The tweet may be a highly effective means for Donald Trump to manage the news cycle. But the methodology does not lead to coherent economic analysis. Tariffs are clearly bearish for the world economy and for world stock markets, even for the American stock market, though I will admit that China is much more vulnerable as the world’s biggest exporter exporting US$2.5 trillion of goods a year (see following chart). Indeed China accounts for 13% of world exports.
Annual Exports by Top Economies
Even if the current negative consensus proves right, and there is no 11th hour U-turn by the Donald ahead of the G20 summit in Osaka on June 28-29, there remains, unfortunately, an even bigger long-term risk facing the world economy than the current trade war. That is the very negative implications of the current U.S. stance against Huawei, which is increasingly being labelled, not without exaggeration, as a tech war or a new cold war.
The origin of America’s ultra-aggressive stance, be it implemented via export controls or controls on inward direct investment, remains a determination that China will not dominate in 5G or other emerging technologies. This view began with the national security lobby and has become mainstream to the extent that there is now a bipartisan consensus in Washington that China poses a threat to U.S. hegemony.
Personally, I view this as nonsense. But that is beside the point. With China still so dependent on American tech components, Washington has the power to shut Chinese companies down, including Huawei with sales of Rmb721 billion (US$107 billion) last year. That is not only a threat to many American tech companies with large sales to China but also to other companies given that, in a typical U.S. example of jurisdiction overreach, the U.S. Commerce Department asserts that any product that has 25% of its “value” originating from America is a U.S. product. The result is that many tech companies are now wary of antagonizing Washington. Yet for many China is their biggest market.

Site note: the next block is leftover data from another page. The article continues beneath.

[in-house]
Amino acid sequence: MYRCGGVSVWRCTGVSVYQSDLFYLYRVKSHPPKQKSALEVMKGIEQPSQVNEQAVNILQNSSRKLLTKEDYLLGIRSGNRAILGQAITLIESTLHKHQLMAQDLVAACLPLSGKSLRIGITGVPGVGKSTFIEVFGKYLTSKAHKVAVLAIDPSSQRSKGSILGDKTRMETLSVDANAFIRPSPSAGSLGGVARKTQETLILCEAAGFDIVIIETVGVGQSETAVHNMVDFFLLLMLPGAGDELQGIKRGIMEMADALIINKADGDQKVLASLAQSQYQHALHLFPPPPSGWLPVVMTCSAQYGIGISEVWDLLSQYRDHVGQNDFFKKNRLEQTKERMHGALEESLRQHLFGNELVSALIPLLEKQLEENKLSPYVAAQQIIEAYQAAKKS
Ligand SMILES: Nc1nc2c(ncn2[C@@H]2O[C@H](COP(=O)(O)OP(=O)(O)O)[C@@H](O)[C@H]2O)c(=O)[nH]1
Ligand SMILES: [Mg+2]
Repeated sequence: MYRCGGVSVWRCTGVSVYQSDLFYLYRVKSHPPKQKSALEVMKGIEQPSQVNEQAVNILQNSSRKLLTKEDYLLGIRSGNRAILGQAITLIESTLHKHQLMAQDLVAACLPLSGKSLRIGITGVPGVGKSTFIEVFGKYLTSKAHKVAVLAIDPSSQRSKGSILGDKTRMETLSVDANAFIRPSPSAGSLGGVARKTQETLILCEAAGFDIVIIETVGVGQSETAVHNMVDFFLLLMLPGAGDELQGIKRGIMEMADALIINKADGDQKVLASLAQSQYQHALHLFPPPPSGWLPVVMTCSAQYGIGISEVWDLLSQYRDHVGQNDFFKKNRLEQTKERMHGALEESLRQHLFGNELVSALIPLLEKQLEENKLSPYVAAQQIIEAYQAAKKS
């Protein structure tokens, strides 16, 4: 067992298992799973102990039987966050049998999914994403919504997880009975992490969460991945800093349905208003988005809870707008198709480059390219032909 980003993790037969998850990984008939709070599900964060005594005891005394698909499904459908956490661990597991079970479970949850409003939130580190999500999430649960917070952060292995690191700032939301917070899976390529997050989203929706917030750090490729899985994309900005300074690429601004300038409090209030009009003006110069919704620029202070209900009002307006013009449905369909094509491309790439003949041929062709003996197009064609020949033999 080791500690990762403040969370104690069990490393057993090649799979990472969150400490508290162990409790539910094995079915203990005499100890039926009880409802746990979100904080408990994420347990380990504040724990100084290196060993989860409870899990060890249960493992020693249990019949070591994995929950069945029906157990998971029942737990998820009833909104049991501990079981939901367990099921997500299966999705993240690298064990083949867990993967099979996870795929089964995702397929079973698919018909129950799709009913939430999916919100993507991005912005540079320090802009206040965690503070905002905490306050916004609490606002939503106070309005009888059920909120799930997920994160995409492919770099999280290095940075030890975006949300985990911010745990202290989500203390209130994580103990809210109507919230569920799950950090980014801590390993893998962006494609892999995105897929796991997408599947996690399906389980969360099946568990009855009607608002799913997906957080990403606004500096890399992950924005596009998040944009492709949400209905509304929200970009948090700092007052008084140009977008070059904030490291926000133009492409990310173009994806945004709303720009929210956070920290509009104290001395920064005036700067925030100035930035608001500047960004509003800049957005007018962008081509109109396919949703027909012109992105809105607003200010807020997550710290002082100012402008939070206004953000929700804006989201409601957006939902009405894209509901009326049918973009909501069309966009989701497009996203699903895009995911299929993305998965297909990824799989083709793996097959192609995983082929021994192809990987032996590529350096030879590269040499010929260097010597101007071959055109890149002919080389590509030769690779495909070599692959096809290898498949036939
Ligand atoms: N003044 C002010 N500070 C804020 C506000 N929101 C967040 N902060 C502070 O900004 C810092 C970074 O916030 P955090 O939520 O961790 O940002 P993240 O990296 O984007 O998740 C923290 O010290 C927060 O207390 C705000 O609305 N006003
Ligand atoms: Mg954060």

In this respect, the world has had much less historical experience of tech wars than trade wars but both should be viewed as bearish. Meanwhile, the U.S. attack on Huawei is at a minimum likely to slow materially the rollout of 5G. It also has increased Beijing’s incentive dramatically to upgrade its capacity in semiconductors to end reliance on the U.S., in what has now become a national emergency. This is feasible on a five- to ten-year view, if not on a one-year view.
Meanwhile, the best hope for the world economy, and the US-China relationship, must be that Wall Street sells off sharply ahead of the G20 Summit. Still, such a sell-off has now been made less likely by the reassurance offered by Jerome Powell in a speech on June 4 in Chicago that the Fed “will act as appropriate to sustain the expansion” if the trade situation deteriorates. The result is that money markets are now discounting 50bp of easing this year and another 25-50bp next year (see following chart), and belief in the so-called Fed “put” is stronger than ever among equity investors, in the sense that they believe the Fed will underwrite any significant stock market sell-off by cutting rates.
Fed Funds Futures Implied Rates
The unfortunate consequence of this is that the Fed is enabling Trump’s aggressive stance on trade. Indeed I would go so far as to say that Trump has successfully bullied the Fed – just like he successfully bullied Saudi Arabia to increase oil production in the wake of the unfortunate Khashoggi affair last October. Meanwhile, if Donald Trump has always been a hawk on trade, I remain firmly of the view that he is not exercised by national security issues.
Trump is now much less “anti-China” than the anti-China bipartisan consensus in Washington. But the risk is, clearly, that he can be successfully manipulated by the national security lobby, as is suggested by the Trump administration’s continuing obsession with Iran.
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